A view from the water of St. Mark’s Square in Venice. Venice and Budapest narrowly escaped being classified as endangered world heritage by Unesco. Despite concerns about the two cultural and natural sites, the committee responsible refrained from putting them on the red list on Thursday. Photo: Luca Bruno / AP / dpa
Despite concerns about the two cultural and natural sites, the responsible committee of the UN Organization for Education, Science, Culture and Communication (Unesco) on Thursday at its 44th meeting in the Chinese city of Fuzhou refrained from targeting the two leading European tourist attractions Set red list of endangered sites.
Venice was able to avoid the classification by the passage ban for large cruise ships through parts of the lagoon, which was announced just over a week ago. The committee justified its decision with the ban, which will come into force on August 1, and the planned measures for long-term solutions for shipping, in which options outside the lagoon have priority and other ports in the region are to be called.
Unesco had previously expressed concern about the effects of tourism and the cruise industry and the possible damage to buildings as well as planned infrastructure and construction projects in Venice. Reference was also made to the effects of climate change and extreme weather events on the lagoon and the building fabric.
The Italian government had announced the ban on the Canale della Giudecca, the Bacino di San Marco (St. Mark’s Basin) and the Canale di San Marco in the historic center just before the start of the UNESCO consultations. It also applies to ships that exceed certain emission standards. Others are allowed to continue to pass.
The Italian Minister of Culture Dario Franceschini welcomed the Unesco decision. “Worldwide attention for Venice must remain high,” said Franceschini. It is everyone’s duty to work to protect the lagoon and to find a way for sustainable development.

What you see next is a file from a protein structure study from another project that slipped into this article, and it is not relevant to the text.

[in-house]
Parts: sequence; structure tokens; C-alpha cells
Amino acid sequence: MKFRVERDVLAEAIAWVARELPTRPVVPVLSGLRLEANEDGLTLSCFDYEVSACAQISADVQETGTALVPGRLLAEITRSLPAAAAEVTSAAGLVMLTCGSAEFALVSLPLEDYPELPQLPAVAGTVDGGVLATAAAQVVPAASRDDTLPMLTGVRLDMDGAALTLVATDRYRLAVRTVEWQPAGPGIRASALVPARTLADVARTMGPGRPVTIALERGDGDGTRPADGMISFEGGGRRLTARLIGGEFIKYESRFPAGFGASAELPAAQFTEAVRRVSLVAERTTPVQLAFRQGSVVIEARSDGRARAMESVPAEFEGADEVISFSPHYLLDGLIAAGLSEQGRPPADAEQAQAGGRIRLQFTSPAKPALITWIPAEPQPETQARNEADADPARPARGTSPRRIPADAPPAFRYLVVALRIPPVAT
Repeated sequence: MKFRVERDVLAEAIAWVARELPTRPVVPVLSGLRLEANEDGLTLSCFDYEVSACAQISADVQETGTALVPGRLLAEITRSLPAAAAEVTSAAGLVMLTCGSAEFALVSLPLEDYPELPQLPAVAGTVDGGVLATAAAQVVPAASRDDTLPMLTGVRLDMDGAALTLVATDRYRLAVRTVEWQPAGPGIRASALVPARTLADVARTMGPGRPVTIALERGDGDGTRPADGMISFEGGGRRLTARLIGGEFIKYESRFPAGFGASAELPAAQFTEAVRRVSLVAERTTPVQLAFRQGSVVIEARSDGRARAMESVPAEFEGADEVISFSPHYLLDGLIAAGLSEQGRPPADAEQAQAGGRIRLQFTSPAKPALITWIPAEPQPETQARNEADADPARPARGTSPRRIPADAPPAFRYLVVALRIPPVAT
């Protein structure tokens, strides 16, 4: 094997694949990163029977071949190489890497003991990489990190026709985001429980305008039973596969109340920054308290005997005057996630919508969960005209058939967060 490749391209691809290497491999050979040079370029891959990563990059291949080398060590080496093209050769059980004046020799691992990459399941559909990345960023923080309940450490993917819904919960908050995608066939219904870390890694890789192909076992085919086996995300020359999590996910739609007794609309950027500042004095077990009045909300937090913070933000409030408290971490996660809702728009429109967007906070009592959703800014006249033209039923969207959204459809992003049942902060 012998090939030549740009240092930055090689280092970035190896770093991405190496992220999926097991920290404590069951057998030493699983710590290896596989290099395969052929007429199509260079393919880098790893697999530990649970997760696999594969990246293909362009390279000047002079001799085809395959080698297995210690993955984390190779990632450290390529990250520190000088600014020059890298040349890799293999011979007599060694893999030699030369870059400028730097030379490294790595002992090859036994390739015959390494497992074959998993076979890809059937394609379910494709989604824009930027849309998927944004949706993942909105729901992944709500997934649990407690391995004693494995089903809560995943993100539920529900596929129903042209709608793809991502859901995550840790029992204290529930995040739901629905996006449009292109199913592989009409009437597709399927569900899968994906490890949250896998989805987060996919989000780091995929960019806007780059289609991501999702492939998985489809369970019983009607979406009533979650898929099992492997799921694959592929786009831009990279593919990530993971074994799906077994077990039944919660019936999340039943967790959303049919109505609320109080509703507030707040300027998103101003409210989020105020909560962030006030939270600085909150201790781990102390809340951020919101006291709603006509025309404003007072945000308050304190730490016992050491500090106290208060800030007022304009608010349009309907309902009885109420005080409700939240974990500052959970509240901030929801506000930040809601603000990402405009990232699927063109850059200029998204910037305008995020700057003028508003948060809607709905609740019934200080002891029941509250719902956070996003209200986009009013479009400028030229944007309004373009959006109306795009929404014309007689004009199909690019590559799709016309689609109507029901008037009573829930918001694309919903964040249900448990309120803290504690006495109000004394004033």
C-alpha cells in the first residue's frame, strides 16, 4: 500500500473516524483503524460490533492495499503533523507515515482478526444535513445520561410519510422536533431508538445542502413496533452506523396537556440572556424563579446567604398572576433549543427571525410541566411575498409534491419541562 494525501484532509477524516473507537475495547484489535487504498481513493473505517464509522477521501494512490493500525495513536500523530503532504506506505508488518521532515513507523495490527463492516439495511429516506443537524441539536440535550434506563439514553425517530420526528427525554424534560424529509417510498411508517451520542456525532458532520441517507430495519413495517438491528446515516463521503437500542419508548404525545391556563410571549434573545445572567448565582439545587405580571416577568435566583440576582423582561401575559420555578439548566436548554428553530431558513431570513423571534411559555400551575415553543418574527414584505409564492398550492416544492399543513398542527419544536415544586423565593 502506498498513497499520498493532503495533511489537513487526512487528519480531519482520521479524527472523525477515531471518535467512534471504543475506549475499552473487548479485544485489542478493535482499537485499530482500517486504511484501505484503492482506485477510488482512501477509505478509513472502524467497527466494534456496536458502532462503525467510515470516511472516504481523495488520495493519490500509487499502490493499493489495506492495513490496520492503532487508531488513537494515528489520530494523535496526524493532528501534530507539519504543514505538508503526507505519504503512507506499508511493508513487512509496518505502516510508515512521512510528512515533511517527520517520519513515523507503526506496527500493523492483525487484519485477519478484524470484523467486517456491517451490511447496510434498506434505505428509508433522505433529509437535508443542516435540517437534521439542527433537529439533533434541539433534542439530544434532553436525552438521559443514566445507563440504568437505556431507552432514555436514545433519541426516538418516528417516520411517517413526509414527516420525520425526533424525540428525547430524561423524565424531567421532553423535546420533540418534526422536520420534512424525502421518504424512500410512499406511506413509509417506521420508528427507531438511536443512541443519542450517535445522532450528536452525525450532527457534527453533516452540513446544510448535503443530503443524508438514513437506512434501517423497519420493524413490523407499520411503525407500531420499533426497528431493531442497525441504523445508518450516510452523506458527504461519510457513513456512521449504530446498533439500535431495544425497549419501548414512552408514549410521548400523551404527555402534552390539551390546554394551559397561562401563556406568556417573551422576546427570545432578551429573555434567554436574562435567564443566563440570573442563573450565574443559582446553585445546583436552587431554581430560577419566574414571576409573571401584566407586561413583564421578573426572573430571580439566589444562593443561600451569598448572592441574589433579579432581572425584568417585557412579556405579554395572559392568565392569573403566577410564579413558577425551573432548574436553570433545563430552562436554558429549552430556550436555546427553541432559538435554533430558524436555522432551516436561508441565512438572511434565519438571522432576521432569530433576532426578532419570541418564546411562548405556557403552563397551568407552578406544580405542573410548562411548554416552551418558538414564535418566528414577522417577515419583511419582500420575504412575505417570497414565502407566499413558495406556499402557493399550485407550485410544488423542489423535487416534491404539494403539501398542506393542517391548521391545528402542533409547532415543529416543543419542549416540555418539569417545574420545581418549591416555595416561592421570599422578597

For years, activists, locals and the tourism industry have been fighting over the cruise ships in the lagoon. It has several small strips of land and islands and is largely separated from the open sea. There is also the historic old town of Venice with its tourist attractions. Venice and the lagoon have enjoyed the coveted status of world heritage since 1987.
Critics complained that the giant ships destroyed the lagoon, damaged the city’s foundations and polluted the air. Cruise tourism brings few economic benefits because passengers do not sleep in hotels and often only spend little money.
Hungary’s capital Budapest, with its banks of the Danube, the Castle District and Andrássy Allee, also escaped entry on the Red List, at least for the time being. The World Heritage Committee wants to discuss this again in a year. The main reason given was that a management plan for the World Heritage Site could not be completed as planned due to the pandemic. So Hungary was given more time.
Unesco is concerned about large construction projects, tall buildings, demolition work, inappropriate development in the Jewish quarter, inappropriate use of public facilities, lack of conservation efforts and increased traffic. One document referred to “imminent threats” to unique universal value. Differences of opinion with the Hungarian side about the concerns of Unesco were also mentioned.
The World Heritage Committee will meet online and on site until July 31st. It is made up of 21 elected signatory states to the World Heritage Convention. As a rule, it decides annually on the registration of new cultural and natural sites in the World Heritage List and deals with the condition of the registered sites. Because of the pandemic, the conference was postponed last year. The World Heritage List currently includes 1,120 cultural and natural sites in 167 countries. 51 of them are considered threatened. Germany has 46 world heritage sites.
Among the around 40 nominations for new World Heritage sites at the conference, there are also five applications with German participation: The Mathildenhöhe artists’ colony in Darmstadt, the Jewish cultural heritage in Mainz, Speyer and Worms, the health resorts of Baden-Baden, Bad Ems and Bad Kissingen as part of important historical ones Baths in Europe as well as the Roman border walls of the Danube Limes and Lower German Limes. These applications are to be discussed from the coming weekend.